She sings blues, and then some

Boston Globe, November 12, 2006

Shemekia Copeland sings the blues. This fact alone sets her apart from virtually all the singers of her generation. And at age 27, with four albums to her name on Alligator Records, the Chicago-based contemporary blues powerhouse label, she’s already amassed a considerable portfolio – and she’s just getting started.

In many ways Copeland, who visits the Regattabar on Thursday, is a blueswoman of the old school. Hers is an unornamented gutbucket sound delivered with force and flair, steeped in the music’s black working-class roots and augmented by the defiant, seen-it-all sass common to many great female blues singers, from Big Mama Thornton on down the line.

Nevertheless, on the phone from her home in Chicago, Copeland, who is as refreshingly forthright in conversation as she is in performance, rejects the label of blues traditionalist.

“No way!” she says. “I’m always the one who wants the music to grow and evolve. Traditionalists want the same thing over and over. I do a lot of different things.”

And it’s true. Since her versatile debut, “Turn the Heat Up,” each of her albums has a distinct vibe, from the rock ‘n’ roll on “Wicked” to the funk of “Talking to Strangers” and the deep soul of “The Soul Truth,” released last year. Of course, since all these genres proceed from the blues, it’s just as fair to say that Copeland is bringing them home. The blues is in her nature.

“I do sing blues,” she says. “If I sing soul or rock ‘n’ roll, when it comes out of me, there’s a bluesy feeling to it.”

Not incidentally, Copeland grew up in the blues, observing her father, the late guitarist Johnny Clyde Copeland, compose and practice each day in the family’s small Harlem apartment. Shemekia credits her parents not just for her musical inclinations, but also for the “good raising” that has helped her forge her own career.

On first hearing a 17-year-old Copeland sing at a New York club, Bruce Iglauer, the founder of Alligator Records, says he recognized some of her father’s signature traits.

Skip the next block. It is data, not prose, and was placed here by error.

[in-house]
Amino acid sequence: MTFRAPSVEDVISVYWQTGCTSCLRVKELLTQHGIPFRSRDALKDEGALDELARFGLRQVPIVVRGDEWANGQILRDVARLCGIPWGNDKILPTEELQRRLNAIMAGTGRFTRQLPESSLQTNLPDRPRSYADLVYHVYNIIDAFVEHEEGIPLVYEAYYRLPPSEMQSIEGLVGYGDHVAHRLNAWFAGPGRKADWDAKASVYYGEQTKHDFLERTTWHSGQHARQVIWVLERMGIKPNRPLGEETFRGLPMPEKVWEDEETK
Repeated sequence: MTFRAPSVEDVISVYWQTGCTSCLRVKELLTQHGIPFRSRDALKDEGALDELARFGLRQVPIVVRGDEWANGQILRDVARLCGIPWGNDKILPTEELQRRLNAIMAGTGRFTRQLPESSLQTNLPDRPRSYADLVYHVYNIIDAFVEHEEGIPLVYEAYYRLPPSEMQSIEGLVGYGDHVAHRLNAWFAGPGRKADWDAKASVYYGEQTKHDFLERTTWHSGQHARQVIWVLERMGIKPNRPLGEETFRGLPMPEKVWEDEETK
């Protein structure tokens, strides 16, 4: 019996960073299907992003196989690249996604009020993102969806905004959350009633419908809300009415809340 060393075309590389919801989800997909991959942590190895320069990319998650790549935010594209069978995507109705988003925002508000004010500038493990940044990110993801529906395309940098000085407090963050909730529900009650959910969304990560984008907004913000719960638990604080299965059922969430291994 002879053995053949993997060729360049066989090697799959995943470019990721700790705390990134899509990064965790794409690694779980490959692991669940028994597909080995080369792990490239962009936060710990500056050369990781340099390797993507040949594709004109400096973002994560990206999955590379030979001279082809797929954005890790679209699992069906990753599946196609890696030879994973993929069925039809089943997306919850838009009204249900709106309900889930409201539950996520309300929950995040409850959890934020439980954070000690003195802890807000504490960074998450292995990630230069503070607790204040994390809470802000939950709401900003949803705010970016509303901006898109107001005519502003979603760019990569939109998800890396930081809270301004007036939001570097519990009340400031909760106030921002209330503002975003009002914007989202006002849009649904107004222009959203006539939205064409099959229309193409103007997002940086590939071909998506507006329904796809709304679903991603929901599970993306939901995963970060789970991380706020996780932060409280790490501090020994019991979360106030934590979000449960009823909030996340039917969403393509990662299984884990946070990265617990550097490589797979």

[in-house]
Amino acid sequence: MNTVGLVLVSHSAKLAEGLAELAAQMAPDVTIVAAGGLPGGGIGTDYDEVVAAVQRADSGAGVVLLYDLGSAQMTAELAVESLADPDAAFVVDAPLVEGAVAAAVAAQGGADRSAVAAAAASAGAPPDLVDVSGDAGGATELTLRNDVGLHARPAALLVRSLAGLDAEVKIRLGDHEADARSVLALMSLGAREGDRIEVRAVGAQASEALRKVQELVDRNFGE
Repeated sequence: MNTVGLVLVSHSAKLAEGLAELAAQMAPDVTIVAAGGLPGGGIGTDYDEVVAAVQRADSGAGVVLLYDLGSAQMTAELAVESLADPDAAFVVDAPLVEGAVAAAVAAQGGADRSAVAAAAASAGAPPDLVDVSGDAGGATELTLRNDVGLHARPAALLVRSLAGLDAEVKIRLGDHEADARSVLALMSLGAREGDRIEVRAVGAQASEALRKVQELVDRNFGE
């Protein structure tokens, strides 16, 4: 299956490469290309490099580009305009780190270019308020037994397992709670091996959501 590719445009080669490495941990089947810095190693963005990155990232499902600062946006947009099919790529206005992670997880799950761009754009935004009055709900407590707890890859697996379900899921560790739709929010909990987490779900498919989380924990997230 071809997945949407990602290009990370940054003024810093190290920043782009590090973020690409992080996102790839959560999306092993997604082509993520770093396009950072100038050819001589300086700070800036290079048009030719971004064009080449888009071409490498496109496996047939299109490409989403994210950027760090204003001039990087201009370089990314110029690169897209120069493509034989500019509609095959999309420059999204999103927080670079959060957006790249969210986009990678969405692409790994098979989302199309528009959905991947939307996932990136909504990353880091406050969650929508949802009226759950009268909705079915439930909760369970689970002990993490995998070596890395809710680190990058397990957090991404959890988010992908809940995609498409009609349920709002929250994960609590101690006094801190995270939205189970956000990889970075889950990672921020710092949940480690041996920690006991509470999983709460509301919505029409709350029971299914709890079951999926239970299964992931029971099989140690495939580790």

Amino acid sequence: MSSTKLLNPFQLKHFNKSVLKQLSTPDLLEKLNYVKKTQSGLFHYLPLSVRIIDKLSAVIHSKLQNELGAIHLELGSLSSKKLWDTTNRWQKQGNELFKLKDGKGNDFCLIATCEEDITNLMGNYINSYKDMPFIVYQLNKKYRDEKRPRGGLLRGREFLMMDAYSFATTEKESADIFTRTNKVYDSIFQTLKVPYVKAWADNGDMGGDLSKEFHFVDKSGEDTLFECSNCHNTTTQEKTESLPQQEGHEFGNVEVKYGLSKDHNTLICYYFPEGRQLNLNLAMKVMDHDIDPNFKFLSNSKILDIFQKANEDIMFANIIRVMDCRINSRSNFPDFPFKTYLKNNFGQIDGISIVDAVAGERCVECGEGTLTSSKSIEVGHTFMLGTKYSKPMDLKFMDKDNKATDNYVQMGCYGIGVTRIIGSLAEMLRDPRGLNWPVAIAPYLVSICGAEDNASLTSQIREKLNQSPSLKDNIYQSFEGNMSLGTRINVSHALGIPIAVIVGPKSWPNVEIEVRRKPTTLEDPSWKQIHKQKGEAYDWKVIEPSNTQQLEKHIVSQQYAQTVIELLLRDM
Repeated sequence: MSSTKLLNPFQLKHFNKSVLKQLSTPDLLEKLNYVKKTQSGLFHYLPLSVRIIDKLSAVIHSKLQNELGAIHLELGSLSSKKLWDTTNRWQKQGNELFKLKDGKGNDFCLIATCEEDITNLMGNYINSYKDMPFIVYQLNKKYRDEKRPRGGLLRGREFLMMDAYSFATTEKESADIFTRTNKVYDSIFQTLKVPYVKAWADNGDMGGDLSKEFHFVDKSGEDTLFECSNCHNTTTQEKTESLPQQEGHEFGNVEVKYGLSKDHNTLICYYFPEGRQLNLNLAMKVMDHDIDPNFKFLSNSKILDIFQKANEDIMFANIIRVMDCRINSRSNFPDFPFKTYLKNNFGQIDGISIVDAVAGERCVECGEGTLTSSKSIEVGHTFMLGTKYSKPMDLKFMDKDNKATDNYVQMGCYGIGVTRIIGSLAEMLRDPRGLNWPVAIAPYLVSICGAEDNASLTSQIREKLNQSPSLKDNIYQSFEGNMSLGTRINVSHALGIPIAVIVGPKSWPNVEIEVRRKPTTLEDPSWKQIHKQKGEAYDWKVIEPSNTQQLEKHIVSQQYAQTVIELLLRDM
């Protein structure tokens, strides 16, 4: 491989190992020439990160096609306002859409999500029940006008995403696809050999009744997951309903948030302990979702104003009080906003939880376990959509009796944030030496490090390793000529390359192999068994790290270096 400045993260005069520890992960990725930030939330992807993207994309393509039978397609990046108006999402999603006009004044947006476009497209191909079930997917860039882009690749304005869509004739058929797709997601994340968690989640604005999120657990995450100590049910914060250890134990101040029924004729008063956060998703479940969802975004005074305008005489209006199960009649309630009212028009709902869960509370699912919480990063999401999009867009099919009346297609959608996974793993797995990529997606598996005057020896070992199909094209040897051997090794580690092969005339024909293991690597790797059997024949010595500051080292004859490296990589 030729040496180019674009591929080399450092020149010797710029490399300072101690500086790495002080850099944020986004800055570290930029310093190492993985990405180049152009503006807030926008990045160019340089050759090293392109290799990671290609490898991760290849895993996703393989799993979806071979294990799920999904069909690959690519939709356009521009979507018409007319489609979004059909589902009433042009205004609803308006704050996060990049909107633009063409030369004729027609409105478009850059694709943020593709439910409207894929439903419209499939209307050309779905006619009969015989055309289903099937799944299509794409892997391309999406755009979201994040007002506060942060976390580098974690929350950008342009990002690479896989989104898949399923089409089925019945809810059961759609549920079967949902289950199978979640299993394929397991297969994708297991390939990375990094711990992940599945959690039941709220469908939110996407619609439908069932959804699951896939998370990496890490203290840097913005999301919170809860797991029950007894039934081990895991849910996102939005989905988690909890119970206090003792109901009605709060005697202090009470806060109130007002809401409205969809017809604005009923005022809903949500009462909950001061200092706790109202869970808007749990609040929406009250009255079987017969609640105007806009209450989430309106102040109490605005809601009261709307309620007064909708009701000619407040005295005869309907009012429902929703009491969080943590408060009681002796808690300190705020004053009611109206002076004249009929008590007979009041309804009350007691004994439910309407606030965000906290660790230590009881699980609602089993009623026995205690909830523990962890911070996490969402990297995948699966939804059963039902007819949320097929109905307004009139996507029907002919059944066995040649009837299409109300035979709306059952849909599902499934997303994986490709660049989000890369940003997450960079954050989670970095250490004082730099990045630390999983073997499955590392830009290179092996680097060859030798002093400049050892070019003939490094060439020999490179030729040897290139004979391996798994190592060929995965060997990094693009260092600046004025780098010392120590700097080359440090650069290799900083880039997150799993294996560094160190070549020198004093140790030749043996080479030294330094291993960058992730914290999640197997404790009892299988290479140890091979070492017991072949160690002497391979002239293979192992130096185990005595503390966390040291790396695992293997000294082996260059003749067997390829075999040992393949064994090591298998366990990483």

“She’s very much her father’s daughter,” Iglauer says. “He was a fighter, a boxer, before he became a musician. He had a slight chip on his shoulder, and he could be very funny.”

But what most moved Iglauer to sign Copeland to a deal, overriding his skepticism of young prodigies, was less the singer’s parentage than the uncanny power of her sound.

“She had the voice, presence, and emotional depth of somebody years her senior,” Iglauer says. “And she invested herself in the words. She was’t singing the outside of the music, she was singing the inside of the music. She understood the music with great depth, emotion, and soul.”

Often funny and sometimes sad, Copeland’s songs deploy classic themes of love lost and found that are apt to elicit knowing smiles, especially from women in the audience. In a frequent motif, a woman confronts her man’s dishonesty or limitations and decides to lift anchor rather than put up with his mess.

It sounds real for a reason, Copeland says: “I don’t sing it unless I’ve lived it. Without telling you too much, I’ve had my share of relationships.”

She hastens to clarify, however, that she’s not on a vindictive crusade. And it’s abundantly clear from her songs that Copeland is about attitude, not anger.

“The writers I work with, we can get on a man’s case, but we don’t want to offend anyone,” she says. “I love men! It’s just, sometimes they do dumb things.”

Though these tales are, for now, Copeland’s bread and butter, she’s just as effective when she turns to such topics as the barrenness of today’s musical landscape or the joys of a long gossip session at the beauty shop. Particularly powerful is her take on “Ghetto Child,” a haunting, down-tempo number by her father. It all suggests that Copeland has plenty more to offer and is just entering her prime.

But with her own four albums as well as the blues show she hosts on Sirius satellite radio, she is already doing more than her part to keep the blues alive.

“I’ve been fighting the blues fight as long as I can remember, trying for the music to not get dissed,” Copeland says. She acknowledges that it can often seem an uphill battle, in a market obsessed with the ephemeral and new. But she is determined to persevere.

“I feel like the alien from outer space,” she says of being a blues singer today. “But at the same time, I’m not going anywhere.”

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